Things have been tough lately. For anyone reading this, the ongoing flat hunting combined with work challenges have resulted in fairly dull reading and I, more than anyone wish things would start to progress.

Tomorrow we make our best and final offer on what was a reasonably priced flat in Tufnell Park. It’s likely that offers will be £50K over the asking price. 

Perhaps life in a caravan would be easier?

From Kentish Town to Kent

Sunday and with the weather actually living up to its namesake, we spontaneously decided to go to Whitstable for a day at the seaside. How very English!

We set off and discovered that spontaneity was not an option as the recent storms and rain had affected the train lines and there was a replacement bus service running.

Our journey went… Chalk Farm to Euston (tube). Euston to Victoria (tube). Victoria to Rochester (train) Rochester to Rainham (bus) Rainham to Whitstable (train). And then walk. It took us two hours to get to Whitstable. Just in time for lunch.

Impressions of Kent..

It was a glorious day, sunny but cold and so we headed off to have lunch at the Crab and Winkle restaurant overlooking the dock.

View of the dock

We started with crayfish tails, anchovies, a deep fried oyster and tempura squid before progressing to a shared plate of traditional beer battered cod and chips. 

Replete, we set off to walk along the front (along with hundreds of other people who had the same idea) and blow away the cobwebs. It was the first sunny day of the year and half term and so dogs and their owners, bored small children in strollers and old people all meandered their way along the promenade.

The Oyster Shack… busy on a sunny Sunday
View to South End
Shadows – such a novelty!

Whitstable has a charm which has managed to resist the temptations of amusement arcades and hamburger joints prevalent in other English seaside towns. There is a sense of Cape Cod with the Victorian weatherboard houses facing the mingling Thames Estuary and North Sea and the whimsy of a bygone era.

Weatherboard beach huts (£75 a night)
Meandering past the pub
From the pebble beach we strolled inland and wandered along the rustic high street. Traditional oyster bars, cafes, restaurants and gift shops lined the road and we noticed the absence of the chain stores. No Pret a Manger, no Starbucks, no McDonalds, only a Costa Coffee had somehow managed to sneak past the regulations. The shops were rather quaint and very touristy but somehow they worked.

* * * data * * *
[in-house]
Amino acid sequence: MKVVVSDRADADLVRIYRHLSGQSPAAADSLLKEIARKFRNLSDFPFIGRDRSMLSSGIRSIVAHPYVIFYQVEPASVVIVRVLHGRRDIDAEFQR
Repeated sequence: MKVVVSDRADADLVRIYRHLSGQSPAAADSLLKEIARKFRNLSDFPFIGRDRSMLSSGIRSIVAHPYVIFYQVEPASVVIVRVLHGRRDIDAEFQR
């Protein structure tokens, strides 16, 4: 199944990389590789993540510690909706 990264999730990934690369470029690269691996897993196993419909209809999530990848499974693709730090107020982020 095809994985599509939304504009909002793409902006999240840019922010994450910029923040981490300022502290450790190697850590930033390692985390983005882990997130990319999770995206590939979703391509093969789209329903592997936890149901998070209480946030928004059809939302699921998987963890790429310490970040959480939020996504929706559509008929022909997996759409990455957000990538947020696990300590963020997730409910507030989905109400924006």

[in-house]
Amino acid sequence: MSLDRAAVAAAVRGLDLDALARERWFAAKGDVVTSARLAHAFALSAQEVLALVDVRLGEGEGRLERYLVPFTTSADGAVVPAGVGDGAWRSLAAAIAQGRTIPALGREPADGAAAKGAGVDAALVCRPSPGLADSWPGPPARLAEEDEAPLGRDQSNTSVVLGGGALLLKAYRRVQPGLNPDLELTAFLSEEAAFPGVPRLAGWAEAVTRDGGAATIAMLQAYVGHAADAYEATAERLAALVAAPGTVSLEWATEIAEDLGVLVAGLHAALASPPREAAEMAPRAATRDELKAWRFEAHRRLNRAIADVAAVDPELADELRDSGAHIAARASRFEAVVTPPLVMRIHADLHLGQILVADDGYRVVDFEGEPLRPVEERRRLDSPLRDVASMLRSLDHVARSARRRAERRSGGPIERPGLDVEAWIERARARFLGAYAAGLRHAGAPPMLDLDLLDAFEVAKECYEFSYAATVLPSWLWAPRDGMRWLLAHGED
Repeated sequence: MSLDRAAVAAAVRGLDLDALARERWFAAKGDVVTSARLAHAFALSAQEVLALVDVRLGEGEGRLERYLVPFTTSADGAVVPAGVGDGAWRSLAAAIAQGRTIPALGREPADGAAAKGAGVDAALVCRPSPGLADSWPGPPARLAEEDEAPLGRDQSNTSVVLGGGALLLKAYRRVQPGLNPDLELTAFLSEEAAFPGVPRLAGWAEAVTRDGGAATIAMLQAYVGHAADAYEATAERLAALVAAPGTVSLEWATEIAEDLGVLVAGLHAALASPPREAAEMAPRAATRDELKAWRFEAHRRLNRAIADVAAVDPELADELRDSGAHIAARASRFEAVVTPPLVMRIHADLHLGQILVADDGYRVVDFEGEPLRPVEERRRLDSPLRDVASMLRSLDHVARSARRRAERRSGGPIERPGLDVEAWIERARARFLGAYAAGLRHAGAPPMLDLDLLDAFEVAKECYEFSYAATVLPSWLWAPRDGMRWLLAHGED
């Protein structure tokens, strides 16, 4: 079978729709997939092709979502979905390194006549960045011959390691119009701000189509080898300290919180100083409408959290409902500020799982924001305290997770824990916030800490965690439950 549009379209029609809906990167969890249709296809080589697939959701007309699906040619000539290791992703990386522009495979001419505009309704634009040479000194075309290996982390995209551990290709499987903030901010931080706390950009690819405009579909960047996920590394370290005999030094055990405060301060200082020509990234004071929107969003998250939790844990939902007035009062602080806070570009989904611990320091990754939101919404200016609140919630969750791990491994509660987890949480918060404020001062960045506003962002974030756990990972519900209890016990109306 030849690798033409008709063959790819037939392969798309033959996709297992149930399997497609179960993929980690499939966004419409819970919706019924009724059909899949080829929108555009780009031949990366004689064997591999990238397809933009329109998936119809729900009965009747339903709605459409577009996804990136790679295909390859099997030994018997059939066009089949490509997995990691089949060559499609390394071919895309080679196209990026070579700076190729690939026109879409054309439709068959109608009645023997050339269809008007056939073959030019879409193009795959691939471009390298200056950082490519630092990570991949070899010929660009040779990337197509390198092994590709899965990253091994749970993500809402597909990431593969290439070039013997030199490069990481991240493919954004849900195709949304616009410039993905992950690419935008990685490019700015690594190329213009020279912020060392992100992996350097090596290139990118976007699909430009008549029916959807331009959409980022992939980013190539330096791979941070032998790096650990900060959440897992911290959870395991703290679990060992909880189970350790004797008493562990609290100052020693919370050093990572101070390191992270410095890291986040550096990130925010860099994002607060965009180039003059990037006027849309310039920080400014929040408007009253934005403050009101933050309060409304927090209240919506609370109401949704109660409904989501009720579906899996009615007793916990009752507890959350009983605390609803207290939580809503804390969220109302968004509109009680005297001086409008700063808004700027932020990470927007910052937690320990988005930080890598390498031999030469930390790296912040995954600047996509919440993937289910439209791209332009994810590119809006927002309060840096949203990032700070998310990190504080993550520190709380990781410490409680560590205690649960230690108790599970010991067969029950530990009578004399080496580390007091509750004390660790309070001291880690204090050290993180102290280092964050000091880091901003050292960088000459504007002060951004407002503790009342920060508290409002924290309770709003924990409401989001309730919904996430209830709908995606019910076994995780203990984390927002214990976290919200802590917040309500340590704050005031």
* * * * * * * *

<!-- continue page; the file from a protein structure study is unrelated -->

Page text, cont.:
Traditional oyster bar
Fish supper (or tea up North)

The shadows were starting to lengthen (a novelty indeed) and the day was starting to cool. We set off back to the station and jumped on a train to Faversham… and a train to Rainham, a bus to Strood and a high speed train to St Pancras. From there it was a tube to Camden and a final tube to Chalk Farm. Three hours later we were home.

Five trains, four tubes, two buses and five hours on public transport. 

Oysters, oysters, everywhere
Woman and dog in matching leopard
There’s nothing like a bit of spontaneity!


The conference finally came to an end, the pack of wolves retreated and I gave myself a long weekend to recover. 

We started Saturday morning with the now obligatory round of flat viewings. It had been incredibly windy in the night with the outdoor sofas trying to leap from the very small balcony and the wind had only abated slightly. 
With periodic rain showers and piercingly cold winds, house hunting with minor depression was more than a little unappealling. 
We are slaves to the cause however and so, shunning the bikes, we set off to Archway and Tufnell Park for the first viewings. 
For the first time in months we looked at a flat which wasn’t horrifically overpriced. Perhaps this time we could be the wily buyers offering £50,000 over the asking price and secure the deal. Time to be bullish. 
We saw four flats as we battered our way through blustery winds, umbrellas turning inside out.